Coastal Processes Research Group - storm chasers. Collecting storm data at Westward Ho!

Researchers working to address the global quest for net zero are among those being invited to harness the power of the UK’s national supercomputer to assist their research. 
Through the High End Computing Consortium for Wave Structure Interaction (HEC-WSI), academics and industry – working across fields including offshore renewable energy, clean maritime and the design and development of coastal infrastructure – can gain access to ARCHER2. 
A world-class advanced computing resource, it enables huge quantities of data to be processed significantly quicker than through any system previously available. 
This is particularly critical in sectors that use a range of complex numerical models in addition to testing pilot or small-case devices in laboratories and ocean environments. 
Through the HEC-WSI consortium, partners can apply for timed access to use ARCHER2 for anything from three to 12 months. It is also running a specific programme of training and support for early career researchers.  
The HEC-WSI consortium is being funded until January 2027 through a grant of more than £350,000 from the Engineering and Physical Sciences Research Council. 
Led by the University of Plymouth, it unites universities and industry across the UK and globally, with partners in the Republic of Ireland, China, Japan, India and Europe. 
Dr Edward Ransley, Senior Research Fellow at the University of Plymouth, is managing the HEC-WSI initiative. He says: 
“As engineers, we work with computers every time we need to generate data. But at the moment, if we want to conduct tests exploring the impact of waves on new devices or infrastructure, we are limited to quite small and short simulations. Gaining access to ARCHER2 enables us to scale that up significantly, ultimately providing us with more detailed and comprehensive results that will be critical to any project’s development.”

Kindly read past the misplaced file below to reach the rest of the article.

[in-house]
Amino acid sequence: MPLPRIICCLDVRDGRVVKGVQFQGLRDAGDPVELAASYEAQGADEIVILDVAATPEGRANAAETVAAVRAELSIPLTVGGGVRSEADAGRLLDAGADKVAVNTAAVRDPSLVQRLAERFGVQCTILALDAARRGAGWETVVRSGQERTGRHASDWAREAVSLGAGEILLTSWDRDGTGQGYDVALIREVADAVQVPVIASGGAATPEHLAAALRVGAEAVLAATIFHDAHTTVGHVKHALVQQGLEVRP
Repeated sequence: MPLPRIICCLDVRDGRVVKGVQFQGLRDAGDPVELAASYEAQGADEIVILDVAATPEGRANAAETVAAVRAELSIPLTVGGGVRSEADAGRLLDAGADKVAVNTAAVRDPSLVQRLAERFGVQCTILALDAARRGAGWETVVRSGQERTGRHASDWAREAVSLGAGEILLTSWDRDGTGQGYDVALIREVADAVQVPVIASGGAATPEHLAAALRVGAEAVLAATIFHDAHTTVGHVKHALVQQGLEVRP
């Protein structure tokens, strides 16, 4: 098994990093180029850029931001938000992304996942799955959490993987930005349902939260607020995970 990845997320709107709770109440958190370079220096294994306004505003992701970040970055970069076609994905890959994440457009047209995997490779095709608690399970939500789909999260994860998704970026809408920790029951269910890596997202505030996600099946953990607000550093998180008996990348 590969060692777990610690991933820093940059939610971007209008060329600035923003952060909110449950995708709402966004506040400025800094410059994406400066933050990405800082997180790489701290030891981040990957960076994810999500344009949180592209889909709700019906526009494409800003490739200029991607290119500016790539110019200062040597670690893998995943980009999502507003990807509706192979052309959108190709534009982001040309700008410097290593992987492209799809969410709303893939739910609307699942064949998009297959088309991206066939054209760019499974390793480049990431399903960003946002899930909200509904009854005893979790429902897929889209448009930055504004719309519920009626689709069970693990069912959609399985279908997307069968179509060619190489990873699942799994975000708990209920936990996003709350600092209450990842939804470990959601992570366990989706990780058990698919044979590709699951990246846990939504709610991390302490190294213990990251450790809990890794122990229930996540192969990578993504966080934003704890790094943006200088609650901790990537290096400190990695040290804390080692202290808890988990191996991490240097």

The HEC-WSI aims to build on the success of the CCP-WSI+ consortium, also led by the University, which developed a community of more than 200 researchers working to address the sector’s most pressing current and future challenges. 
Professor Deborah Greaves OBE FREng, Director of the Centre for Decarbonisation and Offshore Renewable Energy at the University of Plymouth, leads the CCP-WSI+ and HEC-WSI and,says: 
“The need to both understand and harness the power of our ocean has never been greater. With the demand for clean energy – particularly floating offshore wind and other sectors – advancing at pace, we need a level of data that can inform and secure development and deployments now and in the future. The HEC-WSI initiative furthers the UK’s leadership in this field, and reinforces the University’s position at the forefront of net zero innovation.” 

Centre for Decarbonisation and Offshore Renewable Energy 

In response to climate change imperatives, we are bringing together a critical mass of leading research and expertise from across the University of Plymouth. Through co-creation and collaboration with partners from business, government and key communities from across the globe, the Centre aims to be a beacon for the University’s whole-system transdisciplinary approach to solutions-oriented research, accelerating sustainable developments in decarbonisation and renewable energy.
Centre for Decarbonisation and Offshore Renewable Energy